Higher education doesn't make you happy
From a young age, many of us are taught to do well at school, go to college and graduate from university in order to make a good life for ourselves.
Yes, you're probably more likely to get a job which strict entry requirements if you've studied, but new research has discovered that having a good education isn't necessarily the key to improving your chance of happiness.
The University of Warwick carried out a study in which they looked into the socioeconomic factors linked to mental wellbeing, including an individual's personal finances and level of education.
Researchers reasoned that it's often assumed having a low level of education means being more prone to mental illness, so they wanted to see if a person having higher education under their belt meant improved mental wellbeing.
They did this by looking extensively into existing data from the Health Survey for England in 2010 and 2011. Across both years, 17,030 participants took part in the Warwick-Edinburgh Mental Wellbeing Scale (WEMWBS), made up of 14 positively-worded items with five response categories to assess people's welfare.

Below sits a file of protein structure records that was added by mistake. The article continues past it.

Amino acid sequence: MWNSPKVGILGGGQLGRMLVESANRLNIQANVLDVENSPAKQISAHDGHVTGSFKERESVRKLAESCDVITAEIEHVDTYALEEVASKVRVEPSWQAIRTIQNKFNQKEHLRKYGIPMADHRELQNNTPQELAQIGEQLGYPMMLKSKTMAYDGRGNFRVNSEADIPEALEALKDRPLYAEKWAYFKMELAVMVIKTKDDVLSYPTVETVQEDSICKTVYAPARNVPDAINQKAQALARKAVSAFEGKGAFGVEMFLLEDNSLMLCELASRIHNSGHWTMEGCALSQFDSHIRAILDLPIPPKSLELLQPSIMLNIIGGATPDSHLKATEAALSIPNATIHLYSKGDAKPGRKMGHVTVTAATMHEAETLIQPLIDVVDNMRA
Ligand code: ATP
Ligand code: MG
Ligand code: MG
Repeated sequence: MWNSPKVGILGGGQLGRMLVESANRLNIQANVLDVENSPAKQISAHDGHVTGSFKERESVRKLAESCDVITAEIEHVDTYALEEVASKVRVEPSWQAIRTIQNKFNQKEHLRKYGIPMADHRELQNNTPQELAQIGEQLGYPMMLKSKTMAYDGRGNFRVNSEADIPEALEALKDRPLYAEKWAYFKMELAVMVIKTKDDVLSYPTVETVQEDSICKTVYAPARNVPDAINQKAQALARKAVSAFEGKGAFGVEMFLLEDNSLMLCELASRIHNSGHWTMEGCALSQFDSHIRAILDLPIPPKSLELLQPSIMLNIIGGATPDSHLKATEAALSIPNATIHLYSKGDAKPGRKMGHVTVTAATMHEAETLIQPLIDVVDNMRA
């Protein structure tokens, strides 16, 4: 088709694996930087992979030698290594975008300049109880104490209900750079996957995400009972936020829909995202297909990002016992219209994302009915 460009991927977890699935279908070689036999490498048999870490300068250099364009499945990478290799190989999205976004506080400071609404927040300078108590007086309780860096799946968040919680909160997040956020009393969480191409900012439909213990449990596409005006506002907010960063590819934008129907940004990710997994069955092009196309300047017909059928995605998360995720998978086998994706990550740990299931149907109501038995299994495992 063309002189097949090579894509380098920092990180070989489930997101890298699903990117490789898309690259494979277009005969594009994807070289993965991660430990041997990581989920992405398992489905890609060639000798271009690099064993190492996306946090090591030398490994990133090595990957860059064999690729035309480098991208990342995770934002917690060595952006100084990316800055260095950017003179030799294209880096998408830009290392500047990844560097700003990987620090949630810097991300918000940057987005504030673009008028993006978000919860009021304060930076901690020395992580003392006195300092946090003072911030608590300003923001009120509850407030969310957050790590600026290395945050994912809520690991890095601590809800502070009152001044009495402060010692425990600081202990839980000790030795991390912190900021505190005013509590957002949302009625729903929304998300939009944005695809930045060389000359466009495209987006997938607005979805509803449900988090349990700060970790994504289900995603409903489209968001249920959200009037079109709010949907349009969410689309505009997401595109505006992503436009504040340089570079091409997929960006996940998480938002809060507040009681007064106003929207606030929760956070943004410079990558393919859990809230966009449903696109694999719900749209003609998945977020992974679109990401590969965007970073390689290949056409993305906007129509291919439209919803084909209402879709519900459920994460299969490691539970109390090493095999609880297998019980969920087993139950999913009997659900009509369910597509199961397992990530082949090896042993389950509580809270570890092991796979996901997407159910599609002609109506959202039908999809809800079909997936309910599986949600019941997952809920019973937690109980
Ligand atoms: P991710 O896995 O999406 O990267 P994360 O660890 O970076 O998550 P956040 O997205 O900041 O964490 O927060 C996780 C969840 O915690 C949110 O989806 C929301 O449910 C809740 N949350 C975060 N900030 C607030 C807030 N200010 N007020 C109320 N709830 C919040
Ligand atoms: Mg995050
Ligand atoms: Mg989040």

From their evaluation, Warwick researchers found that people from all levels of education had similar odds of high mental wellbeing, which they defined as "feeling good and functioning well". It was also discovered that those with high levels of mental wellbeing are able to maintain happiness and contentment in their lives more due to the way they tackled any problems facing them, such as relationship issues.
“These findings are quite controversial because we expected to find the socioeconomic factors that are associated with mental illness would also be correlated with mental wellbeing," lead author Professor Sarah Stewart-Brown explained. "So if low educational attainment was strongly associated with mental illness, high educational attainment would be strongly connected to mental wellbeing. But that is not the case.”
Professor Stewart-Brown added that Afro-Caribbean people demonstrated the highest levels of mental wellbeing, particularly males.